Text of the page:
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Scientists from seven research institutions including the University of Oxford have used pioneering bioinformatic modelling to investigate the molecular interactions of the p53 protein known to give protection against cancers.

Scientists modelling the cancer-suppressing p53 gene identify how the 20 different molecules unique to elephants get activated for increased sensitivity and response against carcinogenic conditions – with implications for cancer treatments in humans.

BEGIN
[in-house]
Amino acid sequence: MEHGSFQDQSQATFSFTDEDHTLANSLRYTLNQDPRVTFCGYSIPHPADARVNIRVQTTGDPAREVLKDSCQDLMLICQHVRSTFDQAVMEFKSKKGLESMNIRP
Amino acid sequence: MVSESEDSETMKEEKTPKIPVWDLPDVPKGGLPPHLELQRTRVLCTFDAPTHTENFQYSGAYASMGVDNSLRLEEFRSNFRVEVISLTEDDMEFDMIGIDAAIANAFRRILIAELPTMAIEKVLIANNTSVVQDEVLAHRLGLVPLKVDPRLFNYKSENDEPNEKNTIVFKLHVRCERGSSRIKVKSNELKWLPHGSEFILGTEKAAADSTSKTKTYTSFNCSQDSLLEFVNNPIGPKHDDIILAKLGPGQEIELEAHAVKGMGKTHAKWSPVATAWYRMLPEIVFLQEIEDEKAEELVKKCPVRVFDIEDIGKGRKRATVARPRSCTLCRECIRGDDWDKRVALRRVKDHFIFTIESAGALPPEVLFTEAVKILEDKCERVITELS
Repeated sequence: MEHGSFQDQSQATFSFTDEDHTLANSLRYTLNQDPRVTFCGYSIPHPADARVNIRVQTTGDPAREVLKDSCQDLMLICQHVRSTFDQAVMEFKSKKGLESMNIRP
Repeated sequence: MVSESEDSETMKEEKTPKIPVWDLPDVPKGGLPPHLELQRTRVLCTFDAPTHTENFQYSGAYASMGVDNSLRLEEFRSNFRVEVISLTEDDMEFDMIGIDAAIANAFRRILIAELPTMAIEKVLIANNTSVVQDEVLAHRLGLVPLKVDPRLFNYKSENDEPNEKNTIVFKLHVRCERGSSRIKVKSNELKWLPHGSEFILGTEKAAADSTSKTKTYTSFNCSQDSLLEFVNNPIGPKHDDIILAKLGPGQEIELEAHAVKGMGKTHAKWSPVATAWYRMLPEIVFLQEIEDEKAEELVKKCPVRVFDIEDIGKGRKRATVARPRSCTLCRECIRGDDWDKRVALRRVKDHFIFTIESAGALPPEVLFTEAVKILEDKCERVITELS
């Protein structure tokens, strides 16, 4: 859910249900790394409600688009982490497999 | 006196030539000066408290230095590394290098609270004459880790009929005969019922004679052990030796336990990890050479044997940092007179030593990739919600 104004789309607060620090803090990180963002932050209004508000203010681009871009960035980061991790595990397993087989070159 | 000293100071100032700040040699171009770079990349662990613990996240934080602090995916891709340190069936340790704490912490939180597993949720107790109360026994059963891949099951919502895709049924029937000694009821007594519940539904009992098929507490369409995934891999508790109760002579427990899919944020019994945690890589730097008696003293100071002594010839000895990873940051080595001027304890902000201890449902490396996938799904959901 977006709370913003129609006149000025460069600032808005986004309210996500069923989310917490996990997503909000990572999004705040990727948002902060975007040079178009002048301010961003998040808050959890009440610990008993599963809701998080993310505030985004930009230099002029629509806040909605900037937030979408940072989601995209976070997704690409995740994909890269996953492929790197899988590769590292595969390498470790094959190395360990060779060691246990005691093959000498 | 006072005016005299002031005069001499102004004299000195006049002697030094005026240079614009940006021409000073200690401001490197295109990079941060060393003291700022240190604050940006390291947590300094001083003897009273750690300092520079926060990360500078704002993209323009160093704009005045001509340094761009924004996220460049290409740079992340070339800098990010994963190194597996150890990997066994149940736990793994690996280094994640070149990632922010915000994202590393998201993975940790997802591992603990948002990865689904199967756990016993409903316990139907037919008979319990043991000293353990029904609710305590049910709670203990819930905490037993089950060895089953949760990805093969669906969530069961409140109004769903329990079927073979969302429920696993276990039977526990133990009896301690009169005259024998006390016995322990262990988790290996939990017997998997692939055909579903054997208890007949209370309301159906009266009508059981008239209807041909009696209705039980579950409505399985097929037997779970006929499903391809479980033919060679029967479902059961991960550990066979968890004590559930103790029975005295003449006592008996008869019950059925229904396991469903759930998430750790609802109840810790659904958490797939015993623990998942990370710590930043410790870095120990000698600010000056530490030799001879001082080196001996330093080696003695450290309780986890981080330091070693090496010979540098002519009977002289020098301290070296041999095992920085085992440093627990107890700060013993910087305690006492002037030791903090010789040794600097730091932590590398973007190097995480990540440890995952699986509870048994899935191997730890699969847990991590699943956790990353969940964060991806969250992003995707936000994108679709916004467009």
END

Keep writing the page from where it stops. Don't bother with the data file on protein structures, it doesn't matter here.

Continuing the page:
The research, published in Molecular Biology and Evolution, provides new insights into molecular interactions which could help people become less prone to cancer.

Cells are routinely replicated, with new cells replacing the old ones, and each new cell contains new copies of the DNA. These new cells ought to be exact copies of the older cells, but mutations do occur if proteins erroneously replicate and transcribe DNA. Most errors are immediately repaired by the cell, although the number of mutations and quality of repairs are affected by both genetic and external/living circumstances. Toxic compounds, stress, poor living conditions and ageing can all increase the rate of mutation.

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